Selecting Initial Use Cases for Enterprise Augmented Reality

Which of the many use cases for enterprise Augmented Reality should you implement first?

Selecting the best use cases for enterprise Augmented Reality introduction is arguably one of the most important steps that business managers will perform when exploring the technology’s potential to impact workplace performance.

During the ARise ’15 conference, Carl Byers, president of the AREA and Chief Strategy Officer of Contextere, presented key concepts and provided valuable recommendations for those who are planning to introduce AR in their organizations. This post builds upon those remarks.

Why Use Case Selection is Important

Careful selection of use cases for your company’s first AR project is critical for several reasons. First, the project will be used to choose the tools and to pilot the selected technologies while learning their benefits and limitations. Second, successful results will illustrate AR’s potential and help obtain buy-in for further investments from other groups and management.

The enterprise IT department is frequently involved with vendor selection and assessments of new tools. Since hardware is almost always involved in the delivery of AR experiences, the IT department may consider support for enterprise mobility management, connectivity and data security among other processes and objectives. The evaluation of a vendor’s training and support programs may also be performed during or in parallel with the development of the first project. Consider use cases that leverage prior positive experiences with IT introduction projects. A use case in a department that has not had prior IT-assisted technology introductions may introduce unforeseen problems.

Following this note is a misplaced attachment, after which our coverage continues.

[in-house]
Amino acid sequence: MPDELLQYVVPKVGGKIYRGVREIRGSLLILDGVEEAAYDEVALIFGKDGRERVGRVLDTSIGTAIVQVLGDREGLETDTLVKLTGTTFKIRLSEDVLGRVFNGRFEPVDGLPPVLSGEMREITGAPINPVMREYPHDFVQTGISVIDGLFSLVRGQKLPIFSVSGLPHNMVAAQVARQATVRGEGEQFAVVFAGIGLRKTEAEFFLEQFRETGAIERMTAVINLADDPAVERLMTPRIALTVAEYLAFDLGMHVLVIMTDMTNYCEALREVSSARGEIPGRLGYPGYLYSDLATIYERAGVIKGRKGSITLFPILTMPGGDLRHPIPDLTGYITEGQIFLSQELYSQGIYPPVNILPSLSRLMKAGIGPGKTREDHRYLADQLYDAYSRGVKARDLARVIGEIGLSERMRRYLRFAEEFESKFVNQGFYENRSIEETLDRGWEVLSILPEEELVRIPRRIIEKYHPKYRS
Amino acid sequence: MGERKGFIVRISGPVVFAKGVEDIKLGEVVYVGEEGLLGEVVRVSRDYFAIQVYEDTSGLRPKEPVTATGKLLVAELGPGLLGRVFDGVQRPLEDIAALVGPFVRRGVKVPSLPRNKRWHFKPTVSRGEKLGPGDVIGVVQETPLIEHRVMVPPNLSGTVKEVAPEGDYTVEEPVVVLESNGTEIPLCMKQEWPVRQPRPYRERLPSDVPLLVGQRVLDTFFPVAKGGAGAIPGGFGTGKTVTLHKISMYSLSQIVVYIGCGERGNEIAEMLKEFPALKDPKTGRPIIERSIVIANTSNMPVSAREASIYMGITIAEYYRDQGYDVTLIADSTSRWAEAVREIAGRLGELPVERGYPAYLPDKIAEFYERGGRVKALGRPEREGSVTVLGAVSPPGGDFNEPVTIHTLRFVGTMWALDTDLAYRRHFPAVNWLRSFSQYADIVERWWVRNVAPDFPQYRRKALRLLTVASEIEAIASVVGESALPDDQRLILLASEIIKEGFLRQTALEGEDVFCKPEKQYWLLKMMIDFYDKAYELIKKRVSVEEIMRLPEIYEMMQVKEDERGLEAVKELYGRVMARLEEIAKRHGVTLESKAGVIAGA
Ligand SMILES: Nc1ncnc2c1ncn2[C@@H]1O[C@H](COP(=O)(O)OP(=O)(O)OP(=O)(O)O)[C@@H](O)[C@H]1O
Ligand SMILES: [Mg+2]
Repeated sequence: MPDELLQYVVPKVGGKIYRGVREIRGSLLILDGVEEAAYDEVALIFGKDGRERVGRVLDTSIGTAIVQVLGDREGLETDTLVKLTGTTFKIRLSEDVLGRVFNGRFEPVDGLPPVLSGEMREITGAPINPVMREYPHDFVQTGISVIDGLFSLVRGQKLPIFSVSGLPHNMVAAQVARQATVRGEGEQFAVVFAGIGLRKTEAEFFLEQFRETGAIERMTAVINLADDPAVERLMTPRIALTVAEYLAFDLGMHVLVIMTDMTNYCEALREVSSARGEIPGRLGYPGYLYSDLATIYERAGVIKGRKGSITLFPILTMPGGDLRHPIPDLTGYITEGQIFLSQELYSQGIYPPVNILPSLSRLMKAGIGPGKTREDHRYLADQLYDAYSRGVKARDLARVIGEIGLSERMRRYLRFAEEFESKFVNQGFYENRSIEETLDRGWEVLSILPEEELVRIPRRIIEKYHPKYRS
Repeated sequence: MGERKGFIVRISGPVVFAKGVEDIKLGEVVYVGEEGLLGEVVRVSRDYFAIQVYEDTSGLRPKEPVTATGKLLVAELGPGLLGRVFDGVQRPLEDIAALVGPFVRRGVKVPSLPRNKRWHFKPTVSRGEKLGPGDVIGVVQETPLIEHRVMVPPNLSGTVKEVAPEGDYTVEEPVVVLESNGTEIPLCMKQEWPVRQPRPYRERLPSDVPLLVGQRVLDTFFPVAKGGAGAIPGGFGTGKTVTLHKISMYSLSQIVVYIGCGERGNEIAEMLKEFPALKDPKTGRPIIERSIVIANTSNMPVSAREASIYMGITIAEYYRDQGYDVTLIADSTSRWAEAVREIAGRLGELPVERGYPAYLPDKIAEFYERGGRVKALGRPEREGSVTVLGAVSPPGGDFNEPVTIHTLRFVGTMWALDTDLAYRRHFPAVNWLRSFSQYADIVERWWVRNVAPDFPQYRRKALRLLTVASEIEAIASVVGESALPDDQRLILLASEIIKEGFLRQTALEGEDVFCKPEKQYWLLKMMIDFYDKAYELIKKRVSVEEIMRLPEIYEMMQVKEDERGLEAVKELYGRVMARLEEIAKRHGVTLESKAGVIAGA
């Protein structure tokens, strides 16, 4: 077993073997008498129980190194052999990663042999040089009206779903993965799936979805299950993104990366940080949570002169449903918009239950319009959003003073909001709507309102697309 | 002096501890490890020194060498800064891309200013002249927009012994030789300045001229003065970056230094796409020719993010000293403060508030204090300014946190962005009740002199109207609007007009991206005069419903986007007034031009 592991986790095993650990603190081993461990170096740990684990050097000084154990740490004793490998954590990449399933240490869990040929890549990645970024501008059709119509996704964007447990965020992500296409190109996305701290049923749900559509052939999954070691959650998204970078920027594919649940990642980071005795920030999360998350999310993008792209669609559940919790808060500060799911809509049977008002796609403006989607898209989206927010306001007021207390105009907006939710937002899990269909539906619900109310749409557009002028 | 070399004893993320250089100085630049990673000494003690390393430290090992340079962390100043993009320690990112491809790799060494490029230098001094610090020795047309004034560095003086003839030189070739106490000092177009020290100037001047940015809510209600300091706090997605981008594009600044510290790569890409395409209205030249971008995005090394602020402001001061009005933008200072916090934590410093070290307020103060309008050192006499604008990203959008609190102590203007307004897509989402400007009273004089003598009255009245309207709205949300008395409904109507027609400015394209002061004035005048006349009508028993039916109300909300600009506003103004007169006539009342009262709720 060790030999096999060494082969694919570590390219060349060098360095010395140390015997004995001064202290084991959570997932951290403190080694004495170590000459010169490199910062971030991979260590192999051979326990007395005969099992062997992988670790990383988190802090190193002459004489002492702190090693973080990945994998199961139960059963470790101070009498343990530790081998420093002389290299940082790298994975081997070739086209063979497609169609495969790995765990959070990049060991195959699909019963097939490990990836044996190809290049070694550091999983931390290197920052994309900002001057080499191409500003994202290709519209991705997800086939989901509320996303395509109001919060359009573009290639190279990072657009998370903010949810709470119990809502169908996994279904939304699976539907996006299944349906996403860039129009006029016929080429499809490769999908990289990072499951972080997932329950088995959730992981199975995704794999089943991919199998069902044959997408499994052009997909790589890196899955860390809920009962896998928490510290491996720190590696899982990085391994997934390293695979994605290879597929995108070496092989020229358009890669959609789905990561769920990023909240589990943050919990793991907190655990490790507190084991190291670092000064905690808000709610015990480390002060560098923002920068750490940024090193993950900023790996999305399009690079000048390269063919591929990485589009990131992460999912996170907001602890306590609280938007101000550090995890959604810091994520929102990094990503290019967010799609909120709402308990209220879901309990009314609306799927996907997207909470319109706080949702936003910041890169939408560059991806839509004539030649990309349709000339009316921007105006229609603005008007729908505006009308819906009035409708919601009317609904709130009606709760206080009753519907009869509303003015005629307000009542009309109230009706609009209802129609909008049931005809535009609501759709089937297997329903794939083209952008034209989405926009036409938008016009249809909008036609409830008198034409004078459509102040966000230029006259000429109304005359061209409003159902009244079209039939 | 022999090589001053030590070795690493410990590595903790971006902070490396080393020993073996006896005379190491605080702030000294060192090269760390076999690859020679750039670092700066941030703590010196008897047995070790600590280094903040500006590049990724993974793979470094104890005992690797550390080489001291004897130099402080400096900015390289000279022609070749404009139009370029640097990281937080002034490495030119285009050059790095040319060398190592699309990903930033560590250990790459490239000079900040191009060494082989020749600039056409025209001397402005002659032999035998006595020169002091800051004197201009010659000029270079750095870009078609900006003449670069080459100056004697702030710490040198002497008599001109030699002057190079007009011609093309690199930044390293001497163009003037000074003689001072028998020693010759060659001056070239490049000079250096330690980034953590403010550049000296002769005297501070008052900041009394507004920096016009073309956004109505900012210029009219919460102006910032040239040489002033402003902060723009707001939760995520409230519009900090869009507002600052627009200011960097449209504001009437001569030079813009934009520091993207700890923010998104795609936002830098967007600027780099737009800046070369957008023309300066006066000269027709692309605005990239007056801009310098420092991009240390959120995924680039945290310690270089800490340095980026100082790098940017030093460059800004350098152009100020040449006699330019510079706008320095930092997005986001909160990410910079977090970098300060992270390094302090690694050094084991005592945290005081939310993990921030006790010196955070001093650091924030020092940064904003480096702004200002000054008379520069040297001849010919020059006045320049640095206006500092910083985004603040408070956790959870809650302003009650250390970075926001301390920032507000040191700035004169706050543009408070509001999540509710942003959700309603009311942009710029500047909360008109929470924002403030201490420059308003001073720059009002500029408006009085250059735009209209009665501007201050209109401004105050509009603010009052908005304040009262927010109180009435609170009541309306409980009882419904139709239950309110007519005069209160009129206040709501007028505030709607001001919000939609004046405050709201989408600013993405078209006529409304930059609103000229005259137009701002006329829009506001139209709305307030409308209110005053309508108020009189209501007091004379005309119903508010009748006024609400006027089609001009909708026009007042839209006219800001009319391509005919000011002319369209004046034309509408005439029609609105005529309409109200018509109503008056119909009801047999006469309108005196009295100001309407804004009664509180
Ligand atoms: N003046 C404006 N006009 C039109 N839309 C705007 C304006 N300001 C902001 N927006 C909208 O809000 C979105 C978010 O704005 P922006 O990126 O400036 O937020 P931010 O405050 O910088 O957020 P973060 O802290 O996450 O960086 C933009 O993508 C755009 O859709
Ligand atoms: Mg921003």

Other departments, for example, human performance support and training organizations, also frequently feel they have a stake in how Augmented Reality is introduced.  Their interests need to be weighed and considered when selecting initial use cases.

Driving Internal Rate of Return for AR

The ultimate goal of introducing a new technology is to improve operational efficiency. Efficiency might be improved by driving down costs or time, or improve workforce productivity. Sometimes capturing the full value of a new technology involves organizational change.

When evaluating possible AR use cases, it’s important to consider how deeply changes associated with AR introduction may impact a business process, or multiple processes. An initial, low-cost research project in a sandboxed environment or an isolated field support improvement for one specific piece of equipment may be just right. But if the organization’s management is exploring more dramatic changes, AR introduction may be part of a larger initiative.

When considering the details of the AR introduction project and calculating IRR, it’s important to examine the productivity changes that could, once demonstrated for an isolated case, be applied across an entire factory or line of products and customers. Consider how a few small and specific pilots could meet your long term goals.

That said, it’s well known that large-scale change is usually slower. Should an AR pilot be considered as part of a larger organizational transition, the project may have to cope with many more variables and could experience greater delays.  The good news is that, if proven in the context of a broader change management approach, AR adoption may be driven from within as “just an integral part” of the organizational improvements.  

Complexity that’s Easily Tracked